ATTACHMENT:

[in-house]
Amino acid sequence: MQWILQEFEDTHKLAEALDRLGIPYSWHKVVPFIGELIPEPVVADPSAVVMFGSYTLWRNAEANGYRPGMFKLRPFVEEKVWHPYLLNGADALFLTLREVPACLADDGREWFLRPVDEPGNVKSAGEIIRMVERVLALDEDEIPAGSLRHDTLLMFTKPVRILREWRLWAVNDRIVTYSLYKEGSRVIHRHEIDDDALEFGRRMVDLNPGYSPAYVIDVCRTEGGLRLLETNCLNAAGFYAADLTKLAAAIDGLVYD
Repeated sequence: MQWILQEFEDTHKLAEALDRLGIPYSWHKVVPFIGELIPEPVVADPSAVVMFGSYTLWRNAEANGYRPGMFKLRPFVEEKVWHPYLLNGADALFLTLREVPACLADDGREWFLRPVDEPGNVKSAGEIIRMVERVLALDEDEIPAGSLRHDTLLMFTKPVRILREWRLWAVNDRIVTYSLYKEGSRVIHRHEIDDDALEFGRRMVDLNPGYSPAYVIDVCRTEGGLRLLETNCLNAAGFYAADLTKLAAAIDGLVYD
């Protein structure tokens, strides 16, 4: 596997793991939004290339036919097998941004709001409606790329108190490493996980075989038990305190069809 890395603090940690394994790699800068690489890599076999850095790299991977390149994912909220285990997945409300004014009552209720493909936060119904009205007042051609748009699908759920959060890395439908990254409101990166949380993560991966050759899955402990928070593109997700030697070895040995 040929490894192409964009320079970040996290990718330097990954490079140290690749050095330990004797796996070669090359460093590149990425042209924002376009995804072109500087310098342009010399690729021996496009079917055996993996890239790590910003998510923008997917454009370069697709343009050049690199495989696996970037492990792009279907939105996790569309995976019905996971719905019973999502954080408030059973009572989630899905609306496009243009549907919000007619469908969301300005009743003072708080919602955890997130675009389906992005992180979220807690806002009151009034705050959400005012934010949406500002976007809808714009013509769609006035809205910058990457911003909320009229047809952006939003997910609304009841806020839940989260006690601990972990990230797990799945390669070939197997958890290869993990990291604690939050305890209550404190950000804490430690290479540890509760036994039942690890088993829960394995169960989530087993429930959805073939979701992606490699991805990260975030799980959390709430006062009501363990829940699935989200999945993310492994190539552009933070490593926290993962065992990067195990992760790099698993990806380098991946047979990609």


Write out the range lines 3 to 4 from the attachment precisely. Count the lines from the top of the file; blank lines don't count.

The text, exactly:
Repeated sequence: MQWILQEFEDTHKLAEALDRLGIPYSWHKVVPFIGELIPEPVVADPSAVVMFGSYTLWRNAEANGYRPGMFKLRPFVEEKVWHPYLLNGADALFLTLREVPACLADDGREWFLRPVDEPGNVKSAGEIIRMVERVLALDEDEIPAGSLRHDTLLMFTKPVRILREWRLWAVNDRIVTYSLYKEGSRVIHRHEIDDDALEFGRRMVDLNPGYSPAYVIDVCRTEGGLRLLETNCLNAAGFYAADLTKLAAAIDGLVYD
């Protein structure tokens, strides 16, 4: 596997793991939004290339036919097998941004709001409606790329108190490493996980075989038990305190069809 890395603090940690394994790699800068690489890599076999850095790299991977390149994912909220285990997945409300004014009552209720493909936060119904009205007042051609748009699908759920959060890395439908990254409101990166949380993560991966050759899955402990928070593109997700030697070895040995 040929490894192409964009320079970040996290990718330097990954490079140290690749050095330990004797796996070669090359460093590149990425042209924002376009995804072109500087310098342009010399690729021996496009079917055996993996890239790590910003998510923008997917454009370069697709343009050049690199495989696996970037492990792009279907939105996790569309995976019905996971719905019973999502954080408030059973009572989630899905609306496009243009549907919000007619469908969301300005009743003072708080919602955890997130675009389906992005992180979220807690806002009151009034705050959400005012934010949406500002976007809808714009013509769609006035809205910058990457911003909320009229047809952006939003997910609304009841806020839940989260006690601990972990990230797990799945390669070939197997958890290869993990990291604690939050305890209550404190950000804490430690290479540890509760036994039942690890088993829960394995169960989530087993429930959805073939979701992606490699991805990260975030799980959390709430006062009501363990829940699935989200999945993310492994190539552009933070490593926290993962065992990067195990992760790099698993990806380098991946047979990609």